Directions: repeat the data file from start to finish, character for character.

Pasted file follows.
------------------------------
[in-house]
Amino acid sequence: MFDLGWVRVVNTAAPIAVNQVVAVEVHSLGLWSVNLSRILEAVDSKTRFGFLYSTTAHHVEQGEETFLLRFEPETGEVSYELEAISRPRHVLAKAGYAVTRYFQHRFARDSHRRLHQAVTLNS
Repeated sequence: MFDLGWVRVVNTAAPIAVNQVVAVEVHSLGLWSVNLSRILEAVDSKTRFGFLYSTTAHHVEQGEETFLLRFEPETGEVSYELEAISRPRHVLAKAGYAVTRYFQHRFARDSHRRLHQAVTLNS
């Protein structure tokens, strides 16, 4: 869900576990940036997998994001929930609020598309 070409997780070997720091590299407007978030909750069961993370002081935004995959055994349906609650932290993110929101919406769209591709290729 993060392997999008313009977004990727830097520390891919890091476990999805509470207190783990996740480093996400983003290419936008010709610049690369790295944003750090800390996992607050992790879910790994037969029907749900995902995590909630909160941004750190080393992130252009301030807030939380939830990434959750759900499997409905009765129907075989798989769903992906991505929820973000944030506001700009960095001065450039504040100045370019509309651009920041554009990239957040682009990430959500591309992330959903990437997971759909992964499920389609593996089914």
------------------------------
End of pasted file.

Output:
[in-house]
Amino acid sequence: MFDLGWVRVVNTAAPIAVNQVVAVEVHSLGLWSVNLSRILEAVDSKTRFGFLYSTTAHHVEQGEETFLLRFEPETGEVSYELEAISRPRHVLAKAGYAVTRYFQHRFARDSHRRLHQAVTLNS
Repeated sequence: MFDLGWVRVVNTAAPIAVNQVVAVEVHSLGLWSVNLSRILEAVDSKTRFGFLYSTTAHHVEQGEETFLLRFEPETGEVSYELEAISRPRHVLAKAGYAVTRYFQHRFARDSHRRLHQAVTLNS
């Protein structure tokens, strides 16, 4: 869900576990940036997998994001929930609020598309 070409997780070997720091590299407007978030909750069961993370002081935004995959055994349906609650932290993110929101919406769209591709290729 993060392997999008313009977004990727830097520390891919890091476990999805509470207190783990996740480093996400983003290419936008010709610049690369790295944003750090800390996992607050992790879910790994037969029907749900995902995590909630909160941004750190080393992130252009301030807030939380939830990434959750759900499997409905009765129907075989798989769903992906991505929820973000944030506001700009960095001065450039504040100045370019509309651009920041554009990239957040682009990430959500591309992330959903990437997971759909992964499920389609593996089914």